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kittonian

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Re: Panning tricks
« Reply #13 on: February 23, 2011, 07:42:11 pm »

Only downside of all these tricks is that - for obvious reasons, and as everyone pointed out - they usually seem to translate very, very poorly to mono. So let me be the first to say: screw mono (in certain cases). I'll leave that domain to Phil Spector's disciples.


If you ever want your mixes on TV you really have to be aware of how they will sound in mono. I know it sounds archaic but a ton of people still have small TVs that only have one speaker. Our kitchen TV is one of those and although I'm sure we'll replace it at some point, it serves as a pretty cool reminder of how mixes still need to fold down to mono.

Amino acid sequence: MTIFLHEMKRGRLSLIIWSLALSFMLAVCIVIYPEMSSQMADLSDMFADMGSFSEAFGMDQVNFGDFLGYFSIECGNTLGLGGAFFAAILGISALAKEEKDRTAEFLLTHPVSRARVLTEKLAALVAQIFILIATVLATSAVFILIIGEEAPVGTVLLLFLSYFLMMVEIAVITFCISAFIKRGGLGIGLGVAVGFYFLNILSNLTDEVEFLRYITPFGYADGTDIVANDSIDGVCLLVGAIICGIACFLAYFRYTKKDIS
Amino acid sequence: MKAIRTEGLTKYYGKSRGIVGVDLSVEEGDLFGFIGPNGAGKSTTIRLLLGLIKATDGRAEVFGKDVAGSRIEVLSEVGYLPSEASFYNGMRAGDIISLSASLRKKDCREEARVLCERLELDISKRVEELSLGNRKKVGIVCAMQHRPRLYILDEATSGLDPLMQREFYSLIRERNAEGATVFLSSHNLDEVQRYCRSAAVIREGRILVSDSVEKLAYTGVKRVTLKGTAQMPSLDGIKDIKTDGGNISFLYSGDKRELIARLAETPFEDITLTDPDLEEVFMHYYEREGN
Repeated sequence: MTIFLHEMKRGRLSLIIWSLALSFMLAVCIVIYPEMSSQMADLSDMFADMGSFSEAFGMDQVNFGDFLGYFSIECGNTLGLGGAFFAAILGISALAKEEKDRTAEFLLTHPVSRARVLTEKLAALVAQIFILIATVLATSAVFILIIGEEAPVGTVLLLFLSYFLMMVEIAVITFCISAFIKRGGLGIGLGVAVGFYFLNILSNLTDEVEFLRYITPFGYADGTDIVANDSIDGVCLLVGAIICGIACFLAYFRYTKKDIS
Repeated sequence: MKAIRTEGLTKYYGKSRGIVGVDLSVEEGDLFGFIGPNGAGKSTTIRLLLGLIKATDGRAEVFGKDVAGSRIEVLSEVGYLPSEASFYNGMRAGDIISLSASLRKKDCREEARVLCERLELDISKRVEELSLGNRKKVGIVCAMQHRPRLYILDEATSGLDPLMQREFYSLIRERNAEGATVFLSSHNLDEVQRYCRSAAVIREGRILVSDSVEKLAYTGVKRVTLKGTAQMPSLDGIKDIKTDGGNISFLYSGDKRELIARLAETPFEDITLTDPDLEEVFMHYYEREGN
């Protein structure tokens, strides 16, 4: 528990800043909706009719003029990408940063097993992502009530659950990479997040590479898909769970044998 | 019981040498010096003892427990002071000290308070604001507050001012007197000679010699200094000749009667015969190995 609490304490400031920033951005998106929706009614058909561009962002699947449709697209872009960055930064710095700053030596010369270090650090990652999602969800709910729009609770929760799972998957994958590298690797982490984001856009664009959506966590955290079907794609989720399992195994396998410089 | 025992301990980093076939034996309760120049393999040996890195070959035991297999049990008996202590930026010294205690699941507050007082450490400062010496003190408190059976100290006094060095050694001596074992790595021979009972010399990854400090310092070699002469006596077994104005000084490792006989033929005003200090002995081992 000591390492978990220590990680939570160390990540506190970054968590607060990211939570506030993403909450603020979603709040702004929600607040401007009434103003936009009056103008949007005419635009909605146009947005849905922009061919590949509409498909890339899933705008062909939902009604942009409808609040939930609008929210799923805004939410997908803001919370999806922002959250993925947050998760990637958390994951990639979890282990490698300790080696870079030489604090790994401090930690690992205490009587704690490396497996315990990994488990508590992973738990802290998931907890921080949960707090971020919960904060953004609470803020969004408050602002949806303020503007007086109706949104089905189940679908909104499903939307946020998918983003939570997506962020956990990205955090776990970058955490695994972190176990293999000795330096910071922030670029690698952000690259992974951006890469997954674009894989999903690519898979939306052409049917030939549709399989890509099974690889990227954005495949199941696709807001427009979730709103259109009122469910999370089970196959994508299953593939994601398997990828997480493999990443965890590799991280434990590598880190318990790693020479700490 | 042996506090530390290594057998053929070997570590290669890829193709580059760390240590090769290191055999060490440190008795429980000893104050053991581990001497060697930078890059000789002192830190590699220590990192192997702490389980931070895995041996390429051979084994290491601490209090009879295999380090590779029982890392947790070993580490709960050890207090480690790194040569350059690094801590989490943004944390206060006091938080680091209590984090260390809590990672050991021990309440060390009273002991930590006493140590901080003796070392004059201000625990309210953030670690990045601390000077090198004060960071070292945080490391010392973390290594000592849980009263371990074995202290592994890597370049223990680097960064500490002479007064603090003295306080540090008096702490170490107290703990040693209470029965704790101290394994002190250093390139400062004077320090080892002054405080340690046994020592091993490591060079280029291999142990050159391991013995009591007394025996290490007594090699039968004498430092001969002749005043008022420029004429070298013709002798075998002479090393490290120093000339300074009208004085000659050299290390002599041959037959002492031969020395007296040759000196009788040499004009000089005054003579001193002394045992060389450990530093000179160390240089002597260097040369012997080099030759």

As far as panning is concerned, try setting your L/R pans on your tracks containing instruments/vocals to 90 instead of 100. Set all your stereo AUX tracks (sends, etc.) to 100/100. Take a listen to how the reverbs/delays/etc. all have room on the far left and right sides, yet the mix itself stays nice and punchy.
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John Suitcase

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Re: Panning tricks
« Reply #14 on: February 24, 2011, 05:24:36 pm »

I have a plug-in that I use when mixing in phones, that adds a little crossfed signal, rolled off below about 2k, with 1 millisecond of delay. It mostly seems to help give a better feel for the low end, and make things not so extreme when panned hard right or left.

I've never considered leaving it on during the final mixdown, though!

I wonder why iPods, even headphones maybe, don't include some sort of crossfeed/delay circuit. Couldn't be hard to implement...